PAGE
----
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The NBA didn’t take too kindly to Mark Cuban’s tanking comments

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Associated Press
Dallas Mavericks owner Mark Cuban speaks about professional athletes taking a knee during the national anthem while speaking to reporters during an NBA basketball team's media day Dallas, Monday, Sept. 25, 2017.
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Associated Press
In this Dec. 14, 2015, file photo, Dallas Mavericks team owner Mark Cuban shouts in the direction of an official during an NBA basketball game against the Phoenix Suns, in Dallas.

It hasn’t been a good couple of days for Dallas Mavericks owner Mark Cuban.

The Mt. Lebanon native was fined $600,000 by the NBA for comments he made on Julius Erving’s podcast over the weekend. On the podcast Cuban said it would benefit the Mavs to lose games the rest of the season (to improve their draft position). It’s a fact that everyone knows about the Mavs, who are in a rebuilding phase. Only two teams in the NBA have a worse record than Dallas (18-40).

The fine was laid out a day after Sports Illustrated published a story detailing inappropriate behavior towards women by former Mavs employees.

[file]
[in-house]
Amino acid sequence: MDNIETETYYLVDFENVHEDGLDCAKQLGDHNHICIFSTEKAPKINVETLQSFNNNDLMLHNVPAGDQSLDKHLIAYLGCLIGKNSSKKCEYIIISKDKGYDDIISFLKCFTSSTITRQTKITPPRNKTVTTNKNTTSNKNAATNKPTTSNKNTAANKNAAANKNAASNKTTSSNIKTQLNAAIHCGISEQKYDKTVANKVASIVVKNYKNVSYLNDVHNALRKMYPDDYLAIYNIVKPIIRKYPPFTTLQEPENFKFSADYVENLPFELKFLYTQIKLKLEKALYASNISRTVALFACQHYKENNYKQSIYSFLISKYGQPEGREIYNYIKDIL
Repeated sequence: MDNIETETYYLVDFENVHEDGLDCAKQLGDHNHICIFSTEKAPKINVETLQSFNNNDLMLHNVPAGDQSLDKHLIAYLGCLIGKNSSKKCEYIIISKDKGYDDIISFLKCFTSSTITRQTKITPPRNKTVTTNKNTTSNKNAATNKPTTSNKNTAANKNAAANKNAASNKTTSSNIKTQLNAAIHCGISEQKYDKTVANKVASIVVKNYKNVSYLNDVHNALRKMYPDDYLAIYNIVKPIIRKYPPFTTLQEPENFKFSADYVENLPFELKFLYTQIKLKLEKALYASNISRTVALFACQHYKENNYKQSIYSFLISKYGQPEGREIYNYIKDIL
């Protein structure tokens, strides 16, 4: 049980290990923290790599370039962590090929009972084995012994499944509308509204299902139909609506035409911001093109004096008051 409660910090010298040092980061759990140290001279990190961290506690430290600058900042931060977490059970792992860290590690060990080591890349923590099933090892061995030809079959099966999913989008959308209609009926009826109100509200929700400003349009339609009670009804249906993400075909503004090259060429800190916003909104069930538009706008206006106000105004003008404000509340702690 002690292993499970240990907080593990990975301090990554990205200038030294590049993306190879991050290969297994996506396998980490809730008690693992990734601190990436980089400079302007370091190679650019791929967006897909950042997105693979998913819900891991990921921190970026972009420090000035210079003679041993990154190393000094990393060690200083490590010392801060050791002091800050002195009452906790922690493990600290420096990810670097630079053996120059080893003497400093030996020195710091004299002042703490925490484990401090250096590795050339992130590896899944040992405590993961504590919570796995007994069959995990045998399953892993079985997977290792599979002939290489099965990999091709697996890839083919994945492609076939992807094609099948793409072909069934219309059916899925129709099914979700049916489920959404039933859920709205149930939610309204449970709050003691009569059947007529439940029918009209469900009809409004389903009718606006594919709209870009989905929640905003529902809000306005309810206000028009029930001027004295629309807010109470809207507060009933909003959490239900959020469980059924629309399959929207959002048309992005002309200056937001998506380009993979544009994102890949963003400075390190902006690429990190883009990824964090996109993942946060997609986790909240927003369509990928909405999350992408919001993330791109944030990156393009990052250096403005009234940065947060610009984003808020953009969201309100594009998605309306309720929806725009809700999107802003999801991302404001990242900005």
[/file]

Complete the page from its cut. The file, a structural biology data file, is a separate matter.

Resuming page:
The comments on the “House Call with Dr. J,” which was just launched over the weekend included “public statements detrimental to the NBA,” the league asserts.

“I’m probably not supposed to say this, but, like, I just had dinner with a bunch of our guys the other night, and here we are, you know, we weren’t competing for the playoffs. I was like, ‘Look, losing is our best option,’ ” Cuban said. “Adam would hate hearing that, but I at least sat down and I explained it to them. And I explained what our plans were going to be this summer, that we’re not going to tank again. This was, like, a year-and-a-half of tanking, and that was too brutal for me. But being transparent, I think that’s the key to being kind of a players’ owner and having stability.”

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